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TCNJEC and Women in Business recognized

By Alyssa Sanford
Web Editor

Two clubs sought Student Government recognition on Wednesday, Sept. 23, during a general body meeting fraught with debate over two new bills.

Women in Business, already deemed by the Governmental Affairs (GA) committee to be “active on campus” and effective in promoting “gender equality in the workplace,” appeared before the general body first.

The group has 26 charter members that represent all four classes, and unlike other organizations on campus that promote equality for women, the club’s membership is not solely restricted to women.

According to GA, the Women in Business already has several events planned that are designed “to give students confidence in the workplace,” such as a plan for advocates of the He for She campaign to speak at the College. Women in Business needs SG recognition in order to apply for SFB funding for these events. With no debate prior to the vote, SG ruled to formally recognize the club.

Next, TCNJ Entrepreneurship Club (TCNJEC), a club that aims to “encourage innovation” among hopeful entrepreneurs, according to GA, also presented to the general body.

TCNJEC has 25 charter members and half of the new members are freshmen who are interested in growing the organization, according to GA.

It’s a unique organization, according to TCNJEC executive board members, because students don’t have to be business majors to join. Ultimately, SG members voted to recognize the club after discussing the passage at great length.

Next, Vice President of Governmental Affairs Ceili Boles presented B-F2015-03, a bill that proposes to restrict elected members studying away for a semester from holding onto their positions. Prior to engaging in a domestic or international study abroad experience, elected members must resign from their posts.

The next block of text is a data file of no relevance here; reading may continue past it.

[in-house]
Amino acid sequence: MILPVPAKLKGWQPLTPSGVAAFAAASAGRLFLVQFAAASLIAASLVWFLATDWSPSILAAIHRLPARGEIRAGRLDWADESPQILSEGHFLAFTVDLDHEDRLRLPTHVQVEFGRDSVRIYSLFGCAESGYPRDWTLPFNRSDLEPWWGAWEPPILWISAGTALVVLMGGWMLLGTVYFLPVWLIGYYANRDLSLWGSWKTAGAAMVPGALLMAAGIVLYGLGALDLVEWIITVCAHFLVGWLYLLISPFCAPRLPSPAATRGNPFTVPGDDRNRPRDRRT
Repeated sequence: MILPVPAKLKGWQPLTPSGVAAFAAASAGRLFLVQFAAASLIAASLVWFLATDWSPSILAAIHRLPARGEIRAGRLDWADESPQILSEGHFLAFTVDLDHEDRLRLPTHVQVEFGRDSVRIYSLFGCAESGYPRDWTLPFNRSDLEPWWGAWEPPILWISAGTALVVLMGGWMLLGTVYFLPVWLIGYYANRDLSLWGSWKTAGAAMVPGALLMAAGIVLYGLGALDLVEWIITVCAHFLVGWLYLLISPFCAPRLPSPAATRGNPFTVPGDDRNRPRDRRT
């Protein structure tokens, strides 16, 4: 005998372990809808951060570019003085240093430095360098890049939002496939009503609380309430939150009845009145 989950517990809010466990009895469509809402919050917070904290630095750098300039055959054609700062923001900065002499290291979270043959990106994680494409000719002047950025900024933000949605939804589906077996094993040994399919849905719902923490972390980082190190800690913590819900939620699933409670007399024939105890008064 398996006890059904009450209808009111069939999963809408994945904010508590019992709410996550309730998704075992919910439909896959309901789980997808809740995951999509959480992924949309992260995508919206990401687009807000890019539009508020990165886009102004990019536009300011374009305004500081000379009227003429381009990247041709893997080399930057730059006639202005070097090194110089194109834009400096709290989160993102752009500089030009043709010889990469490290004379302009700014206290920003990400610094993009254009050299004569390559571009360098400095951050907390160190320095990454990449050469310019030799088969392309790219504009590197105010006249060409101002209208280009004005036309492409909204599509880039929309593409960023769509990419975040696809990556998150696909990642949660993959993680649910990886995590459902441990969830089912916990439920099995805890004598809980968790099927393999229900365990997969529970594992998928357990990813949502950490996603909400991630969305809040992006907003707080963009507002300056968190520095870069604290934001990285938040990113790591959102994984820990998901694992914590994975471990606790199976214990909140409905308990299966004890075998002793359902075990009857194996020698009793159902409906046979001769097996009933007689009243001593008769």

General body members launched into a spirited debate about the merits of denying elected members the opportunity to work for SG while studying abroad before junior class President Robert Kinloch moved to table the debate until the next meeting — a motion which passed easily.

B-F2015-04, a bill that restricts students set to graduate early from running for class council or cabinet member positions, was met with equally fervent debate and resulted in a split vote.

In order to pass the bill, “two-thirds of the elected members” needed to vote yes, said Alternate Student Trustee Ryan Molicki, which would have been 42 votes in favor of the bill.

After tallying the votes, only 40 elected members voted in favor, 15 members dissented and 13 members abstained from the vote, making it impossible to pass.

Two more bills, B-F2015-05 and B-F2015-06, had to be tabled for debate at the next meeting due to pressing time concerns.

Later, Vice President of Equity and Diversity Priscilla Nunez, speaking on behalf of Executive Vice President Javier Nicasio, announced that Homecoming 2015 was fully funded by SFB for nearly $9,000, amid loud applause.

Amanda Williams, vice president of Advancement, announced that the scholarship for an SG member “who exemplifies our best features,” is about $3,000 short of its fundraising goal, but SG is on track to fulfilling the goal by the end of the semester.

“I really think that we can do this, and it would be great to say that we were the Student Government that did,” Williams said.

Nunez reminded everyone to attend “A Touch of Home” in Alumni Grove on Monday, Sept. 28, during meal equivalency hours.

Advisor Elizabeth Bapasola, who was part of the College administration’s efforts to create Lions’ Gate last year, announced that “about two-thirds of the campus” are using the new program.

“We have about 4,500 students, faculty and staff using it, (although many of the users likely don’t know how to use it) to full capacity,” Bapasola said. General body members noted that the Passport to Programming seminar on Saturday, Sept. 19, provided attendees with a foundation for using Lions’ Gate, but many students may still need training. According to Bapasola, Lions’ Gate is SAF-funded, adding that “you are all helping fund it.”

Next, senior class President Emily Montagna informed the general body that Senior Night, scheduled for Tuesday, Sept. 22 at Bar Anticipation, was canceled due to transportation conflicts.

Though the senior class had 320 seniors signed up for the event and “two extra buses” ready to transport participants, a College restriction on events that include alcohol consumption mandated that the bus drivers would need to drop off each attendee individually at their residence, Montagna said. The bus company backed out at the last minute, but as they hadn’t been paid for their services yet, the senior class is able to refund those who put down deposits.

Sophomore class President Kelsey Capestro agreed that it was “a bad week for class councils,” as their Moonlight Cruise fundraiser was “zero funded” by SFB, meaning that they can’t petition for funding for a cruise event again.


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